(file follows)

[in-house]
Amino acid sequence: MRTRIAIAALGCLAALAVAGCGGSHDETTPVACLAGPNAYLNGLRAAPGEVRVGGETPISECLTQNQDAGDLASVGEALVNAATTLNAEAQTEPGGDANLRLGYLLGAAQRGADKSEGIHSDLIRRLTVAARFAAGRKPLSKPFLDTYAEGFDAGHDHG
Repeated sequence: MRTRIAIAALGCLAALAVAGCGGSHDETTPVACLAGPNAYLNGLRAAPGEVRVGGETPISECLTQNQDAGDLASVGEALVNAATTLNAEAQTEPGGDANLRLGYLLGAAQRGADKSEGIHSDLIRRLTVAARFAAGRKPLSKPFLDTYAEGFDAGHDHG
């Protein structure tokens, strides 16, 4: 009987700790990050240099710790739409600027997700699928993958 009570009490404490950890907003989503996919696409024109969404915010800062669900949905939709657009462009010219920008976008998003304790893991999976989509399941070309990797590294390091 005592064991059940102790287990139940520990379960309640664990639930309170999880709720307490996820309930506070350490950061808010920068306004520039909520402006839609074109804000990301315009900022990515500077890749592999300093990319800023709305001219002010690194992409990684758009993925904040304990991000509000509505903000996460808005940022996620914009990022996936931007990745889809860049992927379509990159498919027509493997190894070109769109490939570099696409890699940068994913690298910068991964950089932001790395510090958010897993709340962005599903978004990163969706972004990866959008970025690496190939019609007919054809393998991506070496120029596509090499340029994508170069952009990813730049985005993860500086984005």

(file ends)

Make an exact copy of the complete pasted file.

[in-house]
Amino acid sequence: MRTRIAIAALGCLAALAVAGCGGSHDETTPVACLAGPNAYLNGLRAAPGEVRVGGETPISECLTQNQDAGDLASVGEALVNAATTLNAEAQTEPGGDANLRLGYLLGAAQRGADKSEGIHSDLIRRLTVAARFAAGRKPLSKPFLDTYAEGFDAGHDHG
Repeated sequence: MRTRIAIAALGCLAALAVAGCGGSHDETTPVACLAGPNAYLNGLRAAPGEVRVGGETPISECLTQNQDAGDLASVGEALVNAATTLNAEAQTEPGGDANLRLGYLLGAAQRGADKSEGIHSDLIRRLTVAARFAAGRKPLSKPFLDTYAEGFDAGHDHG
């Protein structure tokens, strides 16, 4: 009987700790990050240099710790739409600027997700699928993958 009570009490404490950890907003989503996919696409024109969404915010800062669900949905939709657009462009010219920008976008998003304790893991999976989509399941070309990797590294390091 005592064991059940102790287990139940520990379960309640664990639930309170999880709720307490996820309930506070350490950061808010920068306004520039909520402006839609074109804000990301315009900022990515500077890749592999300093990319800023709305001219002010690194992409990684758009993925904040304990991000509000509505903000996460808005940022996620914009990022996936931007990745889809860049992927379509990159498919027509493997190894070109769109490939570099696409890699940068994913690298910068991964950089932001790395510090958010897993709340962005599903978004990163969706972004990866959008970025690496190939019609007919054809393998991506070496120029596509090499340029994508170069952009990813730049985005993860500086984005």